In this blog post, I will present you my latest project: The first open source hardware (OSH) parallel port cape for the BeagleBone.
The goal of this project is to make Machinekit easier to use for a broader audience and to provide a turnkey control solution for CNC machines.
The Operator GUI will run on Windows, Linux, Mac, and Android.
New office and equipment
Recently, I re-discovered my interest in creating electronics. Since I studied electronic engineering I have the background to design and develop electronics, but in the recent years, I have been more involved in writing software.
A major factor in my rediscovery of electronics engineering is definitely my recent move into a new co-working space, the Factory Hub in Vienna. The hub is primarily targeting startups and entrepreneurs working with hardware.
Equipment to get started with electronics engineering is usually expensive when you are starting out, especially if that’s not your main profession. However, the Factory Hub provides shared access to all the equipment to prototype and build electronics.
Moreover, I share space and equipment with the Apertus AXIOM team which further fostered my interest in open source hardware.
Uniting Machinekit and Hardware
In the last years, multiple people created BeagleBone capes for Machinekit. Some to be used with 3D printers and others to be used to build CNC machines.
However, what’s in my opinion missing is a good turkey or semi-turnkey solution. Pretty much all capes for Machinekti that I have seen so far are either targeted for a specific application (e.g. inside a product) or lack software support at all.
Therefore, I have the idea of bringing it all together. I have been working on the software side of Machinekit for several years now and I also, have a background in electronics engineering – so why not create something that brings software and hardware together?
I decided to start by creating something that is generally useful when it comes to Machinekit. A cape that works as an interface for parallel port (DB25) and IDC/HDR26 connectors.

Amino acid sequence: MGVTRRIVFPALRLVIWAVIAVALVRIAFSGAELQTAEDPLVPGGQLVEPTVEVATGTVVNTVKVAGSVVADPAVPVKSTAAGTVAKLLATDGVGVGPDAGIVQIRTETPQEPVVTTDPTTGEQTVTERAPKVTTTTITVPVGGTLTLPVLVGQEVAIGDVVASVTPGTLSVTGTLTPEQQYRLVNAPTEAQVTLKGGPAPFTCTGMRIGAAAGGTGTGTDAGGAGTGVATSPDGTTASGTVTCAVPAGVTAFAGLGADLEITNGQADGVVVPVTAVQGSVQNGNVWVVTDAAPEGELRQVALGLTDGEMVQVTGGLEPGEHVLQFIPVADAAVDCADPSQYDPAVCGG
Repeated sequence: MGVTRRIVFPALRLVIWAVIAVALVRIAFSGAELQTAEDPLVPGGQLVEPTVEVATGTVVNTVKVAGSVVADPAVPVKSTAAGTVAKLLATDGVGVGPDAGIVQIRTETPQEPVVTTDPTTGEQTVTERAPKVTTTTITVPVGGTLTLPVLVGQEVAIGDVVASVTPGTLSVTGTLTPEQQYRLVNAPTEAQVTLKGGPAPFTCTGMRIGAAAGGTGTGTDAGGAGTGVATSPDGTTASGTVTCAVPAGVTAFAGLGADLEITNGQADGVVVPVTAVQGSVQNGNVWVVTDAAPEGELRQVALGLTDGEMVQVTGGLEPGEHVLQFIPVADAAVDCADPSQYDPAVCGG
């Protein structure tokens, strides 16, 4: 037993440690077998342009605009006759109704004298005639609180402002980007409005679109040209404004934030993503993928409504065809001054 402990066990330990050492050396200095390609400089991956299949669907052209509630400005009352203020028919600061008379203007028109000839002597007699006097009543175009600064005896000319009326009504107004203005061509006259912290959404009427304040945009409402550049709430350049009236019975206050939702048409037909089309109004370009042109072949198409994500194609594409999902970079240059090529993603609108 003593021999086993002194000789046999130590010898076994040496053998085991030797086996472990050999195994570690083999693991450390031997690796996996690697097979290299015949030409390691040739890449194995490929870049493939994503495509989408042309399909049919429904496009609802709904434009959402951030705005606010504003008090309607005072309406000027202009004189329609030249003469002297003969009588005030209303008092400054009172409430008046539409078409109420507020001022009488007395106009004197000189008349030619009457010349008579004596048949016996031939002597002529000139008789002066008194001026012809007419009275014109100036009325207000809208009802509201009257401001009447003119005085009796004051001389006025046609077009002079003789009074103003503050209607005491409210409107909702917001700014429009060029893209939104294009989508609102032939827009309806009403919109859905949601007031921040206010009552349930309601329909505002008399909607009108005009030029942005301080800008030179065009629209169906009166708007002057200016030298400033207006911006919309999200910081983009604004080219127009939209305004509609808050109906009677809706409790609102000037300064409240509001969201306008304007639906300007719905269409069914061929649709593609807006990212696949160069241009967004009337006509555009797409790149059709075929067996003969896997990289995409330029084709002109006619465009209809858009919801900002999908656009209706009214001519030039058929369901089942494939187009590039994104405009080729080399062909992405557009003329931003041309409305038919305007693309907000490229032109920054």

This cape should also serve as my personal prototyping platform my project of bringing electronics, software, and mechanics together in one easy-to-use package.
A first Prototype
In the last few weeks, I have been working on the first prototype for this new cape. Including schematic design, sourcing of parts and layouting the PCB.
Last week I finally received 3 purple PCBs from OSH park.
And on Friday I assembled them for testing.
As you can see, I decided to use IDC26 connectors on the cape itself, with the option to use IDC26 to DB25 adapters. The idea behind this design is to make panel mounting of the DB25 connectors possible.
As probably every prototype, the design is not perfect at the moment. Especially the placement of some components is suboptimal when it comes to including the PCB inside a housing.
However, I tested the design and it works driving a small CNC mill.
Becoming a Semi-Turnkey Solution
The idea of this project is to build a semi-turnkey solution based on Machinekit. The device will ship preinstalled with Machinekit and some example configurations.
The GUI will be based on QtQuickVcp and run on Windows, Linux, Mac, and Android. The great thing about the BeagleBone
is that it works plug and play, no need to install anything (except a driver on Windows).
This device should give users a far lower entry barrier for using Machinekit and most importantly it will be ready to be used in other products.
Before I can start producing an selling the cape, as well as the turkey solution (any ideas for a name?) following things, need to be completed:
- Another iteration of the layout and component placement.
- Finding a suitable housing.
- Creating panels.
- Releasing the design on GitHub.
And of course, I also need to release my new webstore.
In this blog post, I outlined my recent work on a new OSH cape for the BeagleBone.
Moreover, I explained my intentions behind the project and what further steps need to be completed before I can start selling the new hardware.
I hope you have enjoyed this blog post and please stay tuned to hear more.